The immigration hall was clearly split into VTL and non-VTL zones. Passport checks were relatively uneventful, although Malaysian citizens who are also Singapore permanent residents were asked to show their Singapore identification cards. I thankfully had mine on hand but another person had to double back to collect it from his travel partner.

The immigration officer asked for my passport and also looked at hard copies of my bus ticket, ART results and vaccination certificate. I also flashed my MySejahtera app for good measure.

Although soft copies of documents are permitted, the journey seems to be smoother if you have hardcopies on hand. Another plus – it minimises having to hand your mobile phone to others.

After this was baggage check, where those with “large bags” were stopped. I unzipped my oversized duffel and was let through quickly after I explained what I had packed. To my right, a man was held up after the Customs officer unearthed a few boxes of what looked like children’s toys. The officer then informed the man that he may have to pay a tax on the items. Another tip – keep receipts for any gifts handy.

The escalator leading back down to the bus bay was not working, leaving us to slowly descend with our heavy bags. One more tip – wear good shoes.



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Travel weather gets tricky as many return home from Thanksgiving


People returning home from Thanksgiving festivities may encounter travel delays as a series of storms crisscross the country.

A strengthening cold front, followed by another fast-moving system, will impact many from the Plains to the Midwest, and even the Northeast.

The second storm could bring the first measurable snowfall of the season to many cities on the East Coast.

Rain, wind, and snow are all possible across the Northeast on Friday. However, major coastal cities along the I-95 corridor will see mainly rain.

Millions will still be impacted by snow across interior sections of New England through Friday, which is expected to clear out by Saturday morning.

Rain will impact much of the east coast on Friday as a strong cold front moves through.

Bur windy conditions will remain, with gusts potentially up to 55 mph for parts of the Northeast.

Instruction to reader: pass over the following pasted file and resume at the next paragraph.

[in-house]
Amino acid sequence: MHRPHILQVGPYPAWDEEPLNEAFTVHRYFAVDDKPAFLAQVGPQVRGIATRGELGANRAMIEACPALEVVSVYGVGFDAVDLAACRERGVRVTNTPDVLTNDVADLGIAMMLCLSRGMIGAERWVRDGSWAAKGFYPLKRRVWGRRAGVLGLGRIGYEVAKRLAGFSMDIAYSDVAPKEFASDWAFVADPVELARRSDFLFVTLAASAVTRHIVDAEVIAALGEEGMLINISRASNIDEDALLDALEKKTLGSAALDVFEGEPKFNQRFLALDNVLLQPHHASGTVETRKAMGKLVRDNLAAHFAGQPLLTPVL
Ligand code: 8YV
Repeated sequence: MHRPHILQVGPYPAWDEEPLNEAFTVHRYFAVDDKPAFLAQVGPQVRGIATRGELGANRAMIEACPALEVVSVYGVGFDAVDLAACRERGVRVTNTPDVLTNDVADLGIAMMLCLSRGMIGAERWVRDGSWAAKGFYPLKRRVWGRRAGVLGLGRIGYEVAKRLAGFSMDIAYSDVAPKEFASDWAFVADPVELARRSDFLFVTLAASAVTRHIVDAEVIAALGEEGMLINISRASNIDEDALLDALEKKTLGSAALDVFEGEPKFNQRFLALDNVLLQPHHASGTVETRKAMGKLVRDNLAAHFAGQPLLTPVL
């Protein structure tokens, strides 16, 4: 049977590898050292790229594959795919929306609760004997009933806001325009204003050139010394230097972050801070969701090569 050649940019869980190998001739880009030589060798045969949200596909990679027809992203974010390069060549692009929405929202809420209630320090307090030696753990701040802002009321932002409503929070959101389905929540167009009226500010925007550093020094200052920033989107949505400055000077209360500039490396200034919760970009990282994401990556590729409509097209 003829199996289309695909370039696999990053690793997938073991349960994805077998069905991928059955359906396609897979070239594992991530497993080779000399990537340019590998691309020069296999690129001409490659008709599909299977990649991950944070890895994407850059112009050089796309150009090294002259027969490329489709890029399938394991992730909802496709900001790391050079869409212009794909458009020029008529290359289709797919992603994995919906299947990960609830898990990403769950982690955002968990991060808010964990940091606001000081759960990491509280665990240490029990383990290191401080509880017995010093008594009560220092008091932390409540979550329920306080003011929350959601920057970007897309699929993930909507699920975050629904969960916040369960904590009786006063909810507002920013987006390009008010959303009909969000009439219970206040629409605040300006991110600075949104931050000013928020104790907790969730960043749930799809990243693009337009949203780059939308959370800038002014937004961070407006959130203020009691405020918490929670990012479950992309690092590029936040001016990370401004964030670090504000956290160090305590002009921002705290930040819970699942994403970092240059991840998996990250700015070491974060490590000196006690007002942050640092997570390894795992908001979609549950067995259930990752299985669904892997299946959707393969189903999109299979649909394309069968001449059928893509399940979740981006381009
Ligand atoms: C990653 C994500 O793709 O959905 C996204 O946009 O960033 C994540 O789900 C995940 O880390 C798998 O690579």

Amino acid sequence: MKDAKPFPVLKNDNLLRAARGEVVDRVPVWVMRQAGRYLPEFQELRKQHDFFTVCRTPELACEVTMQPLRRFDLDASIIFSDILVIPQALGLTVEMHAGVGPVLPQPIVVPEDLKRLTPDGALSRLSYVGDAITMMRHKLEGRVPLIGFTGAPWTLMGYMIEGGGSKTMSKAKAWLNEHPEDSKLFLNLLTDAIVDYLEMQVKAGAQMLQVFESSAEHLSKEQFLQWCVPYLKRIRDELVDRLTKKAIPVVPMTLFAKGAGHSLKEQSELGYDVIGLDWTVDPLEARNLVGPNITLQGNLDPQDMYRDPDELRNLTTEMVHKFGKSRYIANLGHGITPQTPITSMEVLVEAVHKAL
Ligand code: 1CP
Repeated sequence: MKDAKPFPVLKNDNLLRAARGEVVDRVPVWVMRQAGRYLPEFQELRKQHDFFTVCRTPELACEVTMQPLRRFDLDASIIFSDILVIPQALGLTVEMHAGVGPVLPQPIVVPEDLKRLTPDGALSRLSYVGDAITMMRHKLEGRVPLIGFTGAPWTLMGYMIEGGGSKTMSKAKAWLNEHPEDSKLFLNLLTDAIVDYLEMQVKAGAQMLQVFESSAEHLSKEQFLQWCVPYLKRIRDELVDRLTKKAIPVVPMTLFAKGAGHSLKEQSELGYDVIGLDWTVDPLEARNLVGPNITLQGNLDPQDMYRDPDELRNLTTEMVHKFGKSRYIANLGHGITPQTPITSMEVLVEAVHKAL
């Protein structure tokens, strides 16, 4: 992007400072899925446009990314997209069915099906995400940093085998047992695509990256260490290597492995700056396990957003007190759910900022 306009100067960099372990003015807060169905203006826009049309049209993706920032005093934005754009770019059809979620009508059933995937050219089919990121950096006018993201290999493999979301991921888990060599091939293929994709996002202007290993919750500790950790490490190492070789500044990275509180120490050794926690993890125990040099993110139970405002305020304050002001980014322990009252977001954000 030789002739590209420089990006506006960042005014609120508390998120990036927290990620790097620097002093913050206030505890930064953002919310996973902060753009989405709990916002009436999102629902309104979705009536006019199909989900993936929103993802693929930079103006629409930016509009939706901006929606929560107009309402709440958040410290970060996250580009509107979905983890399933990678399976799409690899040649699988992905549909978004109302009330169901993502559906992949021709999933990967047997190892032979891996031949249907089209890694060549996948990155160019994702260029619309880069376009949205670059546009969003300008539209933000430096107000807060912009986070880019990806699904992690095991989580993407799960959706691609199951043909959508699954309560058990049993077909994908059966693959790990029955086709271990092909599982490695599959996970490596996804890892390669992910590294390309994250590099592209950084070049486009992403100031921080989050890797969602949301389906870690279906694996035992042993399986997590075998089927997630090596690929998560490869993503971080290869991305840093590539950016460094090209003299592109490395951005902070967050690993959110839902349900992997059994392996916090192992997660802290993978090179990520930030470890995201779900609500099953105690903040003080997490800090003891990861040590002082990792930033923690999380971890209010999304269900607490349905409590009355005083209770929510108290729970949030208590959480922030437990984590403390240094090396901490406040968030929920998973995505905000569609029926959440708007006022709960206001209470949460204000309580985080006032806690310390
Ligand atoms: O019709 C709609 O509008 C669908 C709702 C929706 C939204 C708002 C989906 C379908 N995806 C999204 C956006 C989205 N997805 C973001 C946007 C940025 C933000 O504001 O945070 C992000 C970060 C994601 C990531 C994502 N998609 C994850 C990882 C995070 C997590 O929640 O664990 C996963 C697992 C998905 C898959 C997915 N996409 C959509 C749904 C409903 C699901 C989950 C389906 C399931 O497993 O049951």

“Right now, we are looking at sustained winds at 15 to 25 mph, with gusts of 25 to 35 mph,” says the National Weather Service (NWS) office in New York City.

Wind is one of the main causes of travel delays in the late autumn and winter months, and this weekend will be no exception.

We could see airport delays on Friday due to wind and a few delays due to snow and de-icing in New England.

Cold temperatures will follow, impacting the vast majority of the eastern half of the country.

From Texas to Maine, temperatures will be anywhere from 5 to 15 degrees below normal on Friday and Saturday.

Morning low temperatures forecast for the next four days.

The Pacific Northwest will also be at risk for travel delays through Friday, with another atmospheric river event getting set to impact the area.

Heavy coastal rainfall and mountain snowfall are expected through Friday with a slight break in the evening hours.

Saturday’s weather travel hot spots

Major cities on the East Coast are off the hook Saturday, but parts of northern New England can still see snowfall.

Wind gusts are likely to reach 40 mph, but Saturday still looks like the better travel day in this region.

The central US will experience winds gusting up to 55 mph in some locations.

Cities like Minneapolis could see an excess of flight delays, as the winds strengthen during peak volume hours.

In addition, these winds whipping across the Great Lakes will likely force lake-effect snow into the weekend.

Sunday’s weather travel hot spots

By Sunday, a quick-moving storm system could bring a brief shot of snow to the Midwest and Great Lakes.

The snow could reach the Washington, DC, area late in the weekend, impacting flights as well as road travelers.

Some computer models are hinting at the possibility of the storm system intensifying off the mid-Atlantic coast.

Rain and snow accumulation forecast for this weekend.

If this scenario plays out, snow would develop in eastern Pennsylvania, reaching Philadelphia and possibly farther north into New York City.

Of course, the timing and exact locations that will see snow will change in the coming days, but it bears watching as we get closer to the end of the week.

In the Northwest, another system pushes through with more rainfall over the weekend.

Washington town sees 75% of homes damaged by floodwaters
This will add to the impressive rainfall totals that the region has seen in the month of November.

Seattle has already seen 8.40″ of rain in November, and the month will most likely end as one of the wettest.

Overall, the weather will have some impact on travel, but it won’t be the ginormous snarl of mounting airport delays we have seen some years.

Something to be thankful about, for sure.



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Smart home holiday vacation checklist: Prep your house to be home alone


The appeal of the smart home is, in part, the management and monitoring that can happen while you’re out running errands or at work. Your smart home can perform just as well if you’re gone for days or even weeks, with the right setup.

If you’re hitting the road this holiday season, we have the tips you need to leave your smart home home alone with confidence. 

Read more: The best travel gifts | Best DIY home security systems to buy in 2021

smart-thermostat.png

The new Amazon Smart Thermostat is currently our top pick for smart home climate control. 


Amazon

Thermostats

If you have a smart thermostat, most types will detect that you’re away and offer a way to change the thermostat remotely. After all, that’s probably why you bought the thing in the first place. It’s a nice perk when you’re out for a few hours or a workday.